Captain Marvel. Wonder Woman. Princess Leia. Shuri. Natasha Romanoff the Black Widow. Mon Mothma. Okoye. Arya Stark, Elsa, Maz Kanata. In the last decade, there has been an explosion of strong women in movie and television’s science fiction/fantasy genre.
(I started this piece in 2017 when it was announced that Jodie Whittaker would take over the mantle of the BBC’s Doctor Who. I never published it because it wasn’t quite ready. Now it is.)
Wonder Woman made 821 million in 2017. In 2016, Mad Max: Fury Road ended up with Imperator Furiosa (Charlize Theron) in charge. It was nominated, but lost, for Best Movie at the Academy Awards. Numerous women in HBO’s Game of Thrones have come into their own. Disney gave us the young princess Moana and the regal Elsa in Frozen. We’ve come a long way.
In the early 200os, I was part of an online Star Wars group that bemoaned the absence of women in the universe. I finally asked them what they wanted if they could talk to the marketers. They had no answer. They couldn’t imagine what they’d want for themselves; they only wanted tee shirts for their daughters. Skip fifteen years, and the moms have a number of sources of merchandise for themselves as well as their girls.
The animated series, the 2008’s Star Wars: The Clone Wars, gave young girls a role model in Ahsoka Tano, the apprentice to Anakin Skywalker/Darth Vader. When Disney bought Star Wars, and rebooted the movies with a female protagonist, Rey, in The Force Awakens, (2015) they opened that world to women (beyond Princess Leia). Star Wars: Rebels (2014) gave us Hera Syndulla the pilot and leader of the spaceship Ghost who supports the Rebellion.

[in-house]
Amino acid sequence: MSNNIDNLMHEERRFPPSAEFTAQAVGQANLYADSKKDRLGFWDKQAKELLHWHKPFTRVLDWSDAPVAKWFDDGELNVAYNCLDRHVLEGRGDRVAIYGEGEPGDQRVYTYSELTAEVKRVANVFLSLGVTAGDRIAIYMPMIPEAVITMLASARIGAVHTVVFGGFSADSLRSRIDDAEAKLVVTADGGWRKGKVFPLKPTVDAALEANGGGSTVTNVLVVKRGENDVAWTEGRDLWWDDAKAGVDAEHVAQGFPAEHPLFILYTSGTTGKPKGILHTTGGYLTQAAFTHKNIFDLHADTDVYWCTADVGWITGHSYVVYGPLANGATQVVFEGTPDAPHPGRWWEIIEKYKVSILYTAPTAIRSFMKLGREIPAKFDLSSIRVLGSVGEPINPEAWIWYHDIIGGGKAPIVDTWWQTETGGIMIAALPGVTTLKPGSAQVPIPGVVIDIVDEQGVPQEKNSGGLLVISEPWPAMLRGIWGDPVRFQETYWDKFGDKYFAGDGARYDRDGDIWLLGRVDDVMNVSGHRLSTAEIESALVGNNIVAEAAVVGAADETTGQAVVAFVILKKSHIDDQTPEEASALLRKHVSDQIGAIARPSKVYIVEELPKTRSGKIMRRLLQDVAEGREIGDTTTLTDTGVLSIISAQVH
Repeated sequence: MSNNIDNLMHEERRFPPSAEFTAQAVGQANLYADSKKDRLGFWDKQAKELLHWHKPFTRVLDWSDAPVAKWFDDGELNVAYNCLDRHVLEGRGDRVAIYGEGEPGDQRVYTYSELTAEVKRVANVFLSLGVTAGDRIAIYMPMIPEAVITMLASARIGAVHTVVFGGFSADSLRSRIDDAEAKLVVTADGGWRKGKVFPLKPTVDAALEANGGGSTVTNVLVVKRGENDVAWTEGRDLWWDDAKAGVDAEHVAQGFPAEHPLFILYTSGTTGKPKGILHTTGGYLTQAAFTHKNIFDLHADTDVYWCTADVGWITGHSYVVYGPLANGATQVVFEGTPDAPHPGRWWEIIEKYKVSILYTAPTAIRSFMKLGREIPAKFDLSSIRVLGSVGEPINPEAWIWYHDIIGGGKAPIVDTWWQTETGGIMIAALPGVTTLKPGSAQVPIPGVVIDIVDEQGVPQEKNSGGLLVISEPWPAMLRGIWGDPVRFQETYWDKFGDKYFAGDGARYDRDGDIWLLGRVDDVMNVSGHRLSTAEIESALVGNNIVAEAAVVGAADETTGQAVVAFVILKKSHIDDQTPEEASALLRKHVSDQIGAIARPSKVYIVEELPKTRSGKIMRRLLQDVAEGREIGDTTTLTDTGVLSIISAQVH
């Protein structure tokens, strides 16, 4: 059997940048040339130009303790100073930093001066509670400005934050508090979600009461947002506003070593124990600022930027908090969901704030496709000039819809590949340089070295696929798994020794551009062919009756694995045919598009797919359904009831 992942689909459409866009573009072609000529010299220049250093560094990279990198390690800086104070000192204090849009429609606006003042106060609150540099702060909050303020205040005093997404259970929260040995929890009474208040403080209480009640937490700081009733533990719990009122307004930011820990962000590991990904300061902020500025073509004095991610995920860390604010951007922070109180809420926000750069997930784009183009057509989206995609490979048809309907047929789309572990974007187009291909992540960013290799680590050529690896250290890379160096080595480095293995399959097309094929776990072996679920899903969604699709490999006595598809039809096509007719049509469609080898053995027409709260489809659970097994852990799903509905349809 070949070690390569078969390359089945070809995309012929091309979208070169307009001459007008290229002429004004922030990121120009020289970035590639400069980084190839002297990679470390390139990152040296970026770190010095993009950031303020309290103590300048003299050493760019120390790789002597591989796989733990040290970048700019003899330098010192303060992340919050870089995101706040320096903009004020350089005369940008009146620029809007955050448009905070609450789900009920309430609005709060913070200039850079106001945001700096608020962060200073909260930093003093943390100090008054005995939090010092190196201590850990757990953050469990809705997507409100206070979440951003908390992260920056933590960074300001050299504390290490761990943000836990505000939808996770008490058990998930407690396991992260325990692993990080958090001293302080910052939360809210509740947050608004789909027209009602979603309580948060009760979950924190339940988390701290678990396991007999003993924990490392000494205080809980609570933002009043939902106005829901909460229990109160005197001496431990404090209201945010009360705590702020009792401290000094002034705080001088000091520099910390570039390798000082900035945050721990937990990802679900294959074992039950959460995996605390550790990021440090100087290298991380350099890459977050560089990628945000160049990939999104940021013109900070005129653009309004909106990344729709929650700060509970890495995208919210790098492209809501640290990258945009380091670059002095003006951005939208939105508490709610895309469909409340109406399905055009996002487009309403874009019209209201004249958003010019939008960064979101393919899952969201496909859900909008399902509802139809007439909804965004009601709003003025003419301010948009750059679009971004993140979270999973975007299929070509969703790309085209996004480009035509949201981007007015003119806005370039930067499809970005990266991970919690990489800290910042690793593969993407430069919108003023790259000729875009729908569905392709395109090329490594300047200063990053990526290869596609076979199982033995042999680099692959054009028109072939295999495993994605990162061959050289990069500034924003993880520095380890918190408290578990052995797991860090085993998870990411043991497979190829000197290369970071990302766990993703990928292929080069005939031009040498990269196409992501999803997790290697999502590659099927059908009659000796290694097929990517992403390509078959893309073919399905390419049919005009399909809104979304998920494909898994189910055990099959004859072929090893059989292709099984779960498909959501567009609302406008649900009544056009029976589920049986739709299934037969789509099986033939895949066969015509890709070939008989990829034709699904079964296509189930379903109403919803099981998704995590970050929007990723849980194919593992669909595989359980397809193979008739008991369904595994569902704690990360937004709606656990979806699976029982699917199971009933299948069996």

The Force Awakens gave us Rey, the strong athletic young woman whose story would lead us forward in the Saga. The stand alone film, Star Wars: Rogue One, has Jyn Orso, daughter of the Death Star’s creator, who leads a team to find the plans for the Death Star to get them to Princess Leia and the Rebellion. Unfortunately, she dies.
Since 1963, Doctor Who has been a man for his last 12 regenerations, (an opportunity to switch the lead actor.) Changes came to the series when in 2014, his eternal enemy, The Master, showed up in a female incarnation, Missy. Now the Doctor is Jodie Whittaker.
Now for a dose of realism. Why the “sudden interest” in women? It’s not just only the protests of younger generations for equality. It’s that marketers see women as those who will buy, not only for their children, but for themselves. The actress who voiced Tano in The Clone Wars, Ashley Eckstein, started her own clothing and jewelry company, Her Universe, to provide women with fannish clothing, something that men had had for decades.
What does this mean for the future? Hopefully more strong women. I define “strong” in that she leads by example, whether or not she’s the lead character. Her actions leads new generations to admire and seek to emulate her.
We will always have Princess Leia, Imperator Furiosa, Dana Scully, Elsa, Carol Danvers. The future looks bright. So many others yet to be revealed.